In Alabama, nobody complains openly about Bryant. It's against the law. But after two defeats this year, with the national championship out of reach, there is whispered discontent. Fans aren't pleased with the way Bryant has handled the quarterback situation. In one game he used five. Jacobs, coming off knee surgery, is slower now and his passing woeful. But Bear has experimented with others—notably freshman Walter Lewis, who took over near the end of the first half—in ways that clearly have hurt continuity. And some of the faithful aren't elated with Bryant's minimal use of Major Ogilvie, one of the better running backs around. On Saturday, Ogilvie carried only three times for four yards. In the Mississippi State defeat, he carried seven times.
To question the decisions of a man who will soon be the winningest coach in history is perhaps presumptuous. But Bryant prompts it himself with his repeated observations that only his coaching can screw things up. He doesn't mean it, of course, but it does set others to considering the possibility.
At the least, Bryant should be questioning his wisdom in giving one of his famed hats to Notre Dame Athletic Director Moose Krause years ago at a New York City dinner. Moose has worn it the week of all four Alabama games. "This hat," says Moose, "is undefeated."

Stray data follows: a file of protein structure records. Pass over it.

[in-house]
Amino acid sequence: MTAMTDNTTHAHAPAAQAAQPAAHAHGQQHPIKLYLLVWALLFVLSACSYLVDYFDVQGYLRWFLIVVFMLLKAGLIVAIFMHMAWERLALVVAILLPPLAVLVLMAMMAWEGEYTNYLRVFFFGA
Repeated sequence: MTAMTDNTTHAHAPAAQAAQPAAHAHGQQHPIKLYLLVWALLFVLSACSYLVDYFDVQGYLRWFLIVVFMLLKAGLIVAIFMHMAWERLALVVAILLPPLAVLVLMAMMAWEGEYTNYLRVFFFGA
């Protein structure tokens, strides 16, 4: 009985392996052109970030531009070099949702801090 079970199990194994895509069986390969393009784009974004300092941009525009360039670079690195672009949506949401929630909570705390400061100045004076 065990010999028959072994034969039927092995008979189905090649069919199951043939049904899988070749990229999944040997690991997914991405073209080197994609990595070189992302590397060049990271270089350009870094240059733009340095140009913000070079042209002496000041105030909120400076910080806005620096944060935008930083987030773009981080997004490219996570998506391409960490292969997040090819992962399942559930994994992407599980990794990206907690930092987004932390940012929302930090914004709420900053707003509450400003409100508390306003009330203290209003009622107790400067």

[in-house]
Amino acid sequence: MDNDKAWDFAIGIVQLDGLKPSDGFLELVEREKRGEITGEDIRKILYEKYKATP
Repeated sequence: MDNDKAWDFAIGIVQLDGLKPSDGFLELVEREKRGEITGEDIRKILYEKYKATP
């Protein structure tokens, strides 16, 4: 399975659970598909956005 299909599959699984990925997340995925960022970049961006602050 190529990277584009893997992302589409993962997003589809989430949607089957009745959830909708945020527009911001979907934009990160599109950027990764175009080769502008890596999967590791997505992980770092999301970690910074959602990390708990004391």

And so, of course, is Notre Dame, no matter what Zettek might say. But remaining so might be a problem. Before meeting Georgia in the Sugar Bowl, the Irish must get by what figures to be an angry group of USC Trojans in Los Angeles on Dec. 6. USC lost to Washington last week, ending its chances for the national championship, but if the Trojans beat the Irish, Notre Dame will be gone, too, and will be playing New Year's Day merely to keep Georgia from the title. And if that happens....
Dan Devine will worry about that later. No matter what else happens, he'll always have last week in Birmingham to savor while he fusses over his steaks.